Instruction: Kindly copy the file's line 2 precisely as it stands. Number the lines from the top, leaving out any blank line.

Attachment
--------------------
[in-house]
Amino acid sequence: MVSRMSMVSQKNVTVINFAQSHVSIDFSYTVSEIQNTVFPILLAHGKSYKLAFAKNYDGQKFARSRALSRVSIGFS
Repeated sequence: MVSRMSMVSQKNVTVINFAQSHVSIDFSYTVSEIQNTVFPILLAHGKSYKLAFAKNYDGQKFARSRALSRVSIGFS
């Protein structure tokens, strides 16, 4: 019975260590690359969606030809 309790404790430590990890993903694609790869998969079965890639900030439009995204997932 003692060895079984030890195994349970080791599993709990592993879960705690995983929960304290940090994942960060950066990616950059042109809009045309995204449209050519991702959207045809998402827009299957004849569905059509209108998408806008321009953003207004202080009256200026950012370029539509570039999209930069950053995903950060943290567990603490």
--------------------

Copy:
Amino acid sequence: MVSRMSMVSQKNVTVINFAQSHVSIDFSYTVSEIQNTVFPILLAHGKSYKLAFAKNYDGQKFARSRALSRVSIGFS